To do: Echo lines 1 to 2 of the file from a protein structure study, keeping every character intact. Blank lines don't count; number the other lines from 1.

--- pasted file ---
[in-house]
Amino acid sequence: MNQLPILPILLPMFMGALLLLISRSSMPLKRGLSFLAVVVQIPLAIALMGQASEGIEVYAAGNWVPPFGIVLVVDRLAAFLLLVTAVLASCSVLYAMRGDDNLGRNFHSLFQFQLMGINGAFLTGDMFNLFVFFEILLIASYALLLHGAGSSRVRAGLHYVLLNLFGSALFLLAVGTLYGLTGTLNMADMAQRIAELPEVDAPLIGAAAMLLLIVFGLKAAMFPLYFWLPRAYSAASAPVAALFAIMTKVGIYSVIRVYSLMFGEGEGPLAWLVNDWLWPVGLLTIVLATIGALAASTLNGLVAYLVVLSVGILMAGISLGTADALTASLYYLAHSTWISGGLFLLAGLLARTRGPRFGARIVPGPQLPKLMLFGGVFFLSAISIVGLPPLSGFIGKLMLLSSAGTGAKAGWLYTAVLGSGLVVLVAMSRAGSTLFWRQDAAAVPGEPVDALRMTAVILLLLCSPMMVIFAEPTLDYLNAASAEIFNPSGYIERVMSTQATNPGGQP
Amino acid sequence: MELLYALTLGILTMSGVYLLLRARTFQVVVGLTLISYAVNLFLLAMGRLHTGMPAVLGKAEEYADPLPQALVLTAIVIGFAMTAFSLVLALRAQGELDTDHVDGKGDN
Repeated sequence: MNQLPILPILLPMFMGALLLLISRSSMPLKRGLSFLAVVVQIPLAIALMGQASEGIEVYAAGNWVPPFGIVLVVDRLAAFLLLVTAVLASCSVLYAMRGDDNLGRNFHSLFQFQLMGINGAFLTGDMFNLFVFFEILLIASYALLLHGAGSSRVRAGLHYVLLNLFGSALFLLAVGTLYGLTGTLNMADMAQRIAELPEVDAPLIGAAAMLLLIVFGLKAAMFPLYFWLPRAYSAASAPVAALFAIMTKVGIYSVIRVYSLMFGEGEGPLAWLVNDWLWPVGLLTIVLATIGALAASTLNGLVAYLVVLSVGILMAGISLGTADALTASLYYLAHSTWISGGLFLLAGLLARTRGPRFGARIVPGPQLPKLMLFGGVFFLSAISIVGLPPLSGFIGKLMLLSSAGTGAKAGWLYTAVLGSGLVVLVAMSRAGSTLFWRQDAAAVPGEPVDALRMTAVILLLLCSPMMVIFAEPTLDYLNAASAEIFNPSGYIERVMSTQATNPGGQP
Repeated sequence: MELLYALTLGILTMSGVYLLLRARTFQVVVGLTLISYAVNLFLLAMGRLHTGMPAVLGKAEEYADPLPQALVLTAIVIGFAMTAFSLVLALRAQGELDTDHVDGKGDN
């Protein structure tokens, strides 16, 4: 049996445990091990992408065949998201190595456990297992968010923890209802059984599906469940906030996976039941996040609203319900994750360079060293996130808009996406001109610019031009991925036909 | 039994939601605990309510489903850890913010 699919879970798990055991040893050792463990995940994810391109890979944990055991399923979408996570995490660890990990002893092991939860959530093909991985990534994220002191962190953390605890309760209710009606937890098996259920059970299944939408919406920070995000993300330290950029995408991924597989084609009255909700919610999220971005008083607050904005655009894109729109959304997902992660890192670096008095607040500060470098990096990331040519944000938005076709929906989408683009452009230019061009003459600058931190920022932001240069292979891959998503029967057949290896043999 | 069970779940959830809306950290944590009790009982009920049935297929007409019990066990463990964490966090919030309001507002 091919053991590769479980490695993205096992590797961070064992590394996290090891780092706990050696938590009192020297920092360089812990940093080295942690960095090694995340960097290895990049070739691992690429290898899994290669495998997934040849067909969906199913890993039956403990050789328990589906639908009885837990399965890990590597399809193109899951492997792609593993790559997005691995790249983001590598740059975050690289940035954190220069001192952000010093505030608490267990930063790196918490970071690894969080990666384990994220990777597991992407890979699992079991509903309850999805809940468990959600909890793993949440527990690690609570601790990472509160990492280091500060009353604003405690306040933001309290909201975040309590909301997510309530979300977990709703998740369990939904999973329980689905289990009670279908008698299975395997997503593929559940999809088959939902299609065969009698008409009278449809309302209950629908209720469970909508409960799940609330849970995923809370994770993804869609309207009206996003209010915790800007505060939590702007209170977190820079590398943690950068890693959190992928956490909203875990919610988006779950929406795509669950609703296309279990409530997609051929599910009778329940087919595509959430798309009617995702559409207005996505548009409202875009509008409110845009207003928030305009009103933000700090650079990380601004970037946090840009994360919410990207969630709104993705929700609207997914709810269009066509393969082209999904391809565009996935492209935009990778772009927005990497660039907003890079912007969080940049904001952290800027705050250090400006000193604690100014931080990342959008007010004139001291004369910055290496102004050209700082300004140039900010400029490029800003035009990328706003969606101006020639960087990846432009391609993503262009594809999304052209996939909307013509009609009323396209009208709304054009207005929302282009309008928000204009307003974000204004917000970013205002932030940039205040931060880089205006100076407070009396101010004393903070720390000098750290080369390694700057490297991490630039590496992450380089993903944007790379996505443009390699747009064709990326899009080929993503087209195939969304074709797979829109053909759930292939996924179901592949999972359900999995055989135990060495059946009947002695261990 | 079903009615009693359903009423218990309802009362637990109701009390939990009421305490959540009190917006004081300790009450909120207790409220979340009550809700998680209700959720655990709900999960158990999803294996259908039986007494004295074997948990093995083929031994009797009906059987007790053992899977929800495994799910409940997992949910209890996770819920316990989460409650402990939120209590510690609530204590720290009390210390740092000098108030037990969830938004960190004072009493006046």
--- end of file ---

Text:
[in-house]
Amino acid sequence: MNQLPILPILLPMFMGALLLLISRSSMPLKRGLSFLAVVVQIPLAIALMGQASEGIEVYAAGNWVPPFGIVLVVDRLAAFLLLVTAVLASCSVLYAMRGDDNLGRNFHSLFQFQLMGINGAFLTGDMFNLFVFFEILLIASYALLLHGAGSSRVRAGLHYVLLNLFGSALFLLAVGTLYGLTGTLNMADMAQRIAELPEVDAPLIGAAAMLLLIVFGLKAAMFPLYFWLPRAYSAASAPVAALFAIMTKVGIYSVIRVYSLMFGEGEGPLAWLVNDWLWPVGLLTIVLATIGALAASTLNGLVAYLVVLSVGILMAGISLGTADALTASLYYLAHSTWISGGLFLLAGLLARTRGPRFGARIVPGPQLPKLMLFGGVFFLSAISIVGLPPLSGFIGKLMLLSSAGTGAKAGWLYTAVLGSGLVVLVAMSRAGSTLFWRQDAAAVPGEPVDALRMTAVILLLLCSPMMVIFAEPTLDYLNAASAEIFNPSGYIERVMSTQATNPGGQP